These new connections between Scottish Universities and Max Planck Institutes have spawned many new interesting projects and papers that were not in the original proposal. It has also led to many PhD graduates taking on postdoctorate positions with other groups within the IMPP.
Although his own move to Scotland predates the establishment of the IMPP, Prof Hild appreciates the opportuntities it offers to experience a new research environment.
“I was drawn to the way that scholarship is acknowledged within the Scottish system. Initiatives like the Scottish Young Academy and Scottish Crucible not only pulled me in but kept me here.
I had the great opportunity not only to work on my core research but meeting with politicians and policy makers and actually work on how our research outcomes can help our society and to engage with broader global challenges. Scotland is the ideal place to be doing my research.”
Professor Stefan Hild
High capacity communications using light's twist
The IMPP assisted Glasgow scientist, Dr Martin Lavery, to team up with a research group at the Max Planck Institute for the Science of Light, Erlangen, led by Professor Gerd Leuchs.
Having completed a PhD in the Optics group, Martin is now a Royal Academy of Engineering Research Fellow, he leads the Structured Photonics research group in the School of Engineering. His research is focused on the potential applications of the orbital angular momentum (OAM) of light, or light with a twist. Scientists can prepare light in a number of these twisted states, or modes. Utilising this technique offers the potential for very high capacity communication links through free space.
For his EPSRC First Time grant, Dr Lavery was investigating the how atmospheric turbulence can affect these OAM modes – or spatially shaped quantum states – as they travel from point to point.
“The temperature and pressure variation in the atmosphere results in a change to the optical density of the air, which in turn distorts the light as it travels from point a to point b. This same effect occurs when one sees stars twinkling at night, or distortions that occur on a hot day.”
Dr Martin Lavery
This interference can degrade the signal sent. In order to transform these OAM techniques into a viable technology, it is important to understand and minimise the effects of this interference.
The collaboration with Max Planck Erlangen meant Dr Lavery could use their 1-mile free-space link to conduct these tests. This simulated conditions in which the technology could be used in a real world setting.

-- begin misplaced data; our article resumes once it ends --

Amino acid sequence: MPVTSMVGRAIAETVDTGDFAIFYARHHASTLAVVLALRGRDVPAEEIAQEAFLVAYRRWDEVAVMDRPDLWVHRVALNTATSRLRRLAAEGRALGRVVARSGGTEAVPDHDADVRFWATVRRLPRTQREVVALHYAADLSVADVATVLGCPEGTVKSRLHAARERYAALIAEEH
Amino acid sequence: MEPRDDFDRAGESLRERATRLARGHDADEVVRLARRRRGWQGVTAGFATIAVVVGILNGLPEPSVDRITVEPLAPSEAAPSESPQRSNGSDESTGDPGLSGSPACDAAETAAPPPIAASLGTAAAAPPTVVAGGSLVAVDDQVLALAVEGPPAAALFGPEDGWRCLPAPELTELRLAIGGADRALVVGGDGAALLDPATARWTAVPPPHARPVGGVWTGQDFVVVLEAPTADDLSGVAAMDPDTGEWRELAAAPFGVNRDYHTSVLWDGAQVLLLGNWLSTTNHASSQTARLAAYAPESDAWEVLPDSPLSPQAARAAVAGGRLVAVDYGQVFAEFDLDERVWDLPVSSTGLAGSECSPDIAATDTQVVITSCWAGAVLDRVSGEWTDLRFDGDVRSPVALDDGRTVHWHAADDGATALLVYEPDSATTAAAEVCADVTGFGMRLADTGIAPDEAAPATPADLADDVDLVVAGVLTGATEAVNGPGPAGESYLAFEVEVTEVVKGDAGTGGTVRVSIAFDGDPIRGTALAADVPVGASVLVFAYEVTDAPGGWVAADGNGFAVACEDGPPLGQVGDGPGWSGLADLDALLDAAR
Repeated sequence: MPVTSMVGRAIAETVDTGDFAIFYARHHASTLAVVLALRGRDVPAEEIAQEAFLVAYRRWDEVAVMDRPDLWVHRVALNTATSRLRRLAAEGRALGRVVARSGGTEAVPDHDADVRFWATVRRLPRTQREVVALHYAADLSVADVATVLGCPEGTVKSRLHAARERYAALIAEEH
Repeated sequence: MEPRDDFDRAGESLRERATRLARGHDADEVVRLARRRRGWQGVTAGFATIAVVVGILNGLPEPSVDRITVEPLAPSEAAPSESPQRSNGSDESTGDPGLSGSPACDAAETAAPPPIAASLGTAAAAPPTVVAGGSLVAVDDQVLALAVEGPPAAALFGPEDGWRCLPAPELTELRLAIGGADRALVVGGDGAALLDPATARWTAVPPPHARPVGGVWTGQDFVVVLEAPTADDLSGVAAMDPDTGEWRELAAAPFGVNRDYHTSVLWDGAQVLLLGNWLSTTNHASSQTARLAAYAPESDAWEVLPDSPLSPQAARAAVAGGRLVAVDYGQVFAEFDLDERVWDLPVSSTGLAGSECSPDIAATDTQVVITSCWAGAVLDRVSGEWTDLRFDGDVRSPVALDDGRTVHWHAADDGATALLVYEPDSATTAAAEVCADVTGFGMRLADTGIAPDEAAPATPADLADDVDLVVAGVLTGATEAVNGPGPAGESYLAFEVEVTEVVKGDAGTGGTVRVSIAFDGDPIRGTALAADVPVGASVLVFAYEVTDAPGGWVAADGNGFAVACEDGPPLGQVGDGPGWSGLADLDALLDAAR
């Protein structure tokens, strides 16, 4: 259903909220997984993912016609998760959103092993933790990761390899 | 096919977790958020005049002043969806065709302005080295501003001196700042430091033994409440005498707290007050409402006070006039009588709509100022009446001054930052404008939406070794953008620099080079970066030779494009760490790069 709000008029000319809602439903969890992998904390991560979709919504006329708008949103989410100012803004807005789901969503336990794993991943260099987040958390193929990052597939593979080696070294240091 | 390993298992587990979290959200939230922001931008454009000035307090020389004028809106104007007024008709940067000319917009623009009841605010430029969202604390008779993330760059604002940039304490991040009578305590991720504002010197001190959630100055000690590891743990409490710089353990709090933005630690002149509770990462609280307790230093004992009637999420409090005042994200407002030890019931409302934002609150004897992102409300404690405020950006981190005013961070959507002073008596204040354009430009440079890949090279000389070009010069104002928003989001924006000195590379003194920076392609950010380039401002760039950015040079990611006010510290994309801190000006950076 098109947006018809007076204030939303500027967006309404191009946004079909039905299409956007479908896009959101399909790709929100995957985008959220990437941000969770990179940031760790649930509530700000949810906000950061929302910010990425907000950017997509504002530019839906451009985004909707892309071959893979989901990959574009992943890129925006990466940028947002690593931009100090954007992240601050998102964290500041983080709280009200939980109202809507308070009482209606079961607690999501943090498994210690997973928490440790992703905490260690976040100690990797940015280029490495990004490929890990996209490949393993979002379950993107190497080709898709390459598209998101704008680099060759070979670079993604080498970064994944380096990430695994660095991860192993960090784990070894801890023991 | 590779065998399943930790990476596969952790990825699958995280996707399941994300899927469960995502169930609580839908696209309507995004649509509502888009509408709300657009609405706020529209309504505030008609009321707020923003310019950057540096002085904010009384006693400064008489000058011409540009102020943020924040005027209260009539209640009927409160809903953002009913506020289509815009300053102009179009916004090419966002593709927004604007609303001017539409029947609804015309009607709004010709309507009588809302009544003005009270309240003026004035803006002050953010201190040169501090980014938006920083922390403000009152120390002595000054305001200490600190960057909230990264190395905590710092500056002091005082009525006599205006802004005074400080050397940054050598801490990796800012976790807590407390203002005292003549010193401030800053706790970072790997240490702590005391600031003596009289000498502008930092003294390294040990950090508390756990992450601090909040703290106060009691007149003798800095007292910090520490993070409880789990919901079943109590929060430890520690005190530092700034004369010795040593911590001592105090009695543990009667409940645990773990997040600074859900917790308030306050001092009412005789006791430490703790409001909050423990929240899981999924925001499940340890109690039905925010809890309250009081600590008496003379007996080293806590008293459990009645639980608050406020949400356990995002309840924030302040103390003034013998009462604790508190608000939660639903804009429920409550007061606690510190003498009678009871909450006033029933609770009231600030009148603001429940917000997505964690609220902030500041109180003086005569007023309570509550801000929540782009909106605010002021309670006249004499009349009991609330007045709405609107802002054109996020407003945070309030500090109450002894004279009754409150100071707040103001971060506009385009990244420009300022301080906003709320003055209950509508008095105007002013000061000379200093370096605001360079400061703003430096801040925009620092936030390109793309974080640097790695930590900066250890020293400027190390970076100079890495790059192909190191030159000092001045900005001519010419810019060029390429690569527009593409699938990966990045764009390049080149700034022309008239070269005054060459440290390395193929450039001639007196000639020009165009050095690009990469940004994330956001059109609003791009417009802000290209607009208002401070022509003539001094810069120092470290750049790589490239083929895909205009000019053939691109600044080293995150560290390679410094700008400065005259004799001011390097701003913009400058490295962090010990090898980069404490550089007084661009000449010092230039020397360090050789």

“The focus of this research was on building-to-building optical links for high capacity communication links, similar to optical fibre communications. Such links can allow buildings to be connected without the requirement for expensive and time-consuming installation of optical fibre. Optical fibre costs around $100k per mile to install, free-space optical solutions could be considerably more cost effective.”
Dr Martin Lavery
The first study of its kind. It has produced a data set that will have substantial impact on the field of free-space quantum and classical optical communications. The work will be published soon.
“The International Max Planck Partnership was central to the formation of this collaboration, where an initial visit to the UofG by Prof Leuchs served as the first technical meeting on the project. The IMPP supported my travel to Erlangen to complete the research, and supported the work being presented at two international conferences.”
Dr Martin Lavery
What is the International Max Planck Partnership?
The multi-million pound partnership, with five prestigious Max-Planck Institutes (MPI) in Germany, is a major boost to the future development of new quantum technologies and fundamental science in Scotland.
It incorporates leading physics research groups from the universities of Glasgow, Strathclyde, St Andrews, Heriot-Watt and Edinburgh with The Max Planck Institute for Gravitational Physics (Albert Einstein Institute) Hannover; the MPI for the Science of Light, Erlangen; the MPI for Quantum Optics, Garching; the MPI for Chemical Physics, Dresden; and the MPI for Solid State Physics, Stuttgart.
The IMPP is supported by funding from the Scottish Funding Council, and a joint grant from the Engineering and Physical Sciences Research Council and the Science & Technology Facilities Council.
The Max Planck Society is Germany's most successful research organisation. Since its establishment in 1948, no fewer than 17 Nobel laureates have emerged from the ranks of its scientists, putting it on a par with the best and most prestigious research institutions worldwide.
The more than 15,000 publications each year in internationally renowned scientific journals are proof of the outstanding research work conducted at Max Planck Institutes – and many of those articles are among the most-cited publications in the relevant field.